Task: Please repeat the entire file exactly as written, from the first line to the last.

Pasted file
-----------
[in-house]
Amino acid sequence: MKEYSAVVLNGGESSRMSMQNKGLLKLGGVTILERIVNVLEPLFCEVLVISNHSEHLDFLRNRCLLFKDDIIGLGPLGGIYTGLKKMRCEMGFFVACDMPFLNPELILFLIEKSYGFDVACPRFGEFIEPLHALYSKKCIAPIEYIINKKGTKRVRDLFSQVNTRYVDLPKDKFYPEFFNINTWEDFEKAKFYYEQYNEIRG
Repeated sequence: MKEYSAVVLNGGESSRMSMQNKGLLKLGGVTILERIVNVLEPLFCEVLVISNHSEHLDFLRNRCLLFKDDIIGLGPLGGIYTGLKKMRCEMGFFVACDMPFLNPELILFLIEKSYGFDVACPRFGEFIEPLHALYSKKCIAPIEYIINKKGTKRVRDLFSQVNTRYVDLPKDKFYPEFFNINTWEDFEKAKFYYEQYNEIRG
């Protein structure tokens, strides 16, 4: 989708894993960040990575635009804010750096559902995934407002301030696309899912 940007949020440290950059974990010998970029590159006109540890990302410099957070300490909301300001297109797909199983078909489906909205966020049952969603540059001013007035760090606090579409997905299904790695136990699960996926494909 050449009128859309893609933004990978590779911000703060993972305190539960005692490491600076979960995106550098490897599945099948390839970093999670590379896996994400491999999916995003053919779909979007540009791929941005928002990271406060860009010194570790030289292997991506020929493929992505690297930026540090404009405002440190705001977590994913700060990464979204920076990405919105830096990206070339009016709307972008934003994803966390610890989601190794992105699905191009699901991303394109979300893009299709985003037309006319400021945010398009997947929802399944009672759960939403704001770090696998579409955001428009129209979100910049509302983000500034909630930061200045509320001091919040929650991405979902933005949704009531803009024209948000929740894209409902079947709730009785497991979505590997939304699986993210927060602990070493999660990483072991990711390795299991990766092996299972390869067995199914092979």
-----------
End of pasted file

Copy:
[in-house]
Amino acid sequence: MKEYSAVVLNGGESSRMSMQNKGLLKLGGVTILERIVNVLEPLFCEVLVISNHSEHLDFLRNRCLLFKDDIIGLGPLGGIYTGLKKMRCEMGFFVACDMPFLNPELILFLIEKSYGFDVACPRFGEFIEPLHALYSKKCIAPIEYIINKKGTKRVRDLFSQVNTRYVDLPKDKFYPEFFNINTWEDFEKAKFYYEQYNEIRG
Repeated sequence: MKEYSAVVLNGGESSRMSMQNKGLLKLGGVTILERIVNVLEPLFCEVLVISNHSEHLDFLRNRCLLFKDDIIGLGPLGGIYTGLKKMRCEMGFFVACDMPFLNPELILFLIEKSYGFDVACPRFGEFIEPLHALYSKKCIAPIEYIINKKGTKRVRDLFSQVNTRYVDLPKDKFYPEFFNINTWEDFEKAKFYYEQYNEIRG
């Protein structure tokens, strides 16, 4: 989708894993960040990575635009804010750096559902995934407002301030696309899912 940007949020440290950059974990010998970029590159006109540890990302410099957070300490909301300001297109797909199983078909489906909205966020049952969603540059001013007035760090606090579409997905299904790695136990699960996926494909 050449009128859309893609933004990978590779911000703060993972305190539960005692490491600076979960995106550098490897599945099948390839970093999670590379896996994400491999999916995003053919779909979007540009791929941005928002990271406060860009010194570790030289292997991506020929493929992505690297930026540090404009405002440190705001977590994913700060990464979204920076990405919105830096990206070339009016709307972008934003994803966390610890989601190794992105699905191009699901991303394109979300893009299709985003037309006319400021945010398009997947929802399944009672759960939403704001770090696998579409955001428009129209979100910049509302983000500034909630930061200045509320001091919040929650991405979902933005949704009531803009024209948000929740894209409902079947709730009785497991979505590997939304699986993210927060602990070493999660990483072991990711390795299991990766092996299972390869067995199914092979």